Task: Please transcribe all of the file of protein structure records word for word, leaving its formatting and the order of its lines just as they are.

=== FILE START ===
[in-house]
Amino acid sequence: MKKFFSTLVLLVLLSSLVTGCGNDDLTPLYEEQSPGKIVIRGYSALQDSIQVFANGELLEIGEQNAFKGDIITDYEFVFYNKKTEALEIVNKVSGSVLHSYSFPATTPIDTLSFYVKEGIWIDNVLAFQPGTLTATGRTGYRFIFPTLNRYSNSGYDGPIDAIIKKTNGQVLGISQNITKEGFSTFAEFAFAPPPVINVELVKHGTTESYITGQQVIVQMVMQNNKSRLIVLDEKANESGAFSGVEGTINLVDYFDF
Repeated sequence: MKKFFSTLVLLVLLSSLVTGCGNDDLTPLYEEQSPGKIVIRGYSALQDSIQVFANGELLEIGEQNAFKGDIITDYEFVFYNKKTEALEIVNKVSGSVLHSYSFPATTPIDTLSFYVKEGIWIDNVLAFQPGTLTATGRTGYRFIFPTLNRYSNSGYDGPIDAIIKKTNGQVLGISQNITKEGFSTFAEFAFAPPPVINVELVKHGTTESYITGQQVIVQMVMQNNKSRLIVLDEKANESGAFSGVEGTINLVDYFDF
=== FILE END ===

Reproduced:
[in-house]
Amino acid sequence: MKKFFSTLVLLVLLSSLVTGCGNDDLTPLYEEQSPGKIVIRGYSALQDSIQVFANGELLEIGEQNAFKGDIITDYEFVFYNKKTEALEIVNKVSGSVLHSYSFPATTPIDTLSFYVKEGIWIDNVLAFQPGTLTATGRTGYRFIFPTLNRYSNSGYDGPIDAIIKKTNGQVLGISQNITKEGFSTFAEFAFAPPPVINVELVKHGTTESYITGQQVIVQMVMQNNKSRLIVLDEKANESGAFSGVEGTINLVDYFDF
Repeated sequence: MKKFFSTLVLLVLLSSLVTGCGNDDLTPLYEEQSPGKIVIRGYSALQDSIQVFANGELLEIGEQNAFKGDIITDYEFVFYNKKTEALEIVNKVSGSVLHSYSFPATTPIDTLSFYVKEGIWIDNVLAFQPGTLTATGRTGYRFIFPTLNRYSNSGYDGPIDAIIKKTNGQVLGISQNITKEGFSTFAEFAFAPPPVINVELVKHGTTESYITGQQVIVQMVMQNNKSRLIVLDEKANESGAFSGVEGTINLVDYFDF